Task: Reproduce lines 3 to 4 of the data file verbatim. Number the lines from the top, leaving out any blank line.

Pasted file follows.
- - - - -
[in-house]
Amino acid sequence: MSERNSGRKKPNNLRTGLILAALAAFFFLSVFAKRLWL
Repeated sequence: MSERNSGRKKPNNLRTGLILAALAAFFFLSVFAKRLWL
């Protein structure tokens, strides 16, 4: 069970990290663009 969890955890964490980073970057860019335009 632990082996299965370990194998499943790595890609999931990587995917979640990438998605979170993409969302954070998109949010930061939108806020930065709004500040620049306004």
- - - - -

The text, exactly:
Repeated sequence: MSERNSGRKKPNNLRTGLILAALAAFFFLSVFAKRLWL
């Protein structure tokens, strides 16, 4: 069970990290663009 969890955890964490980073970057860019335009 632990082996299965370990194998499943790595890609999931990587995917979640990438998605979170993409969302954070998109949010930061939108806020930065709004500040620049306004």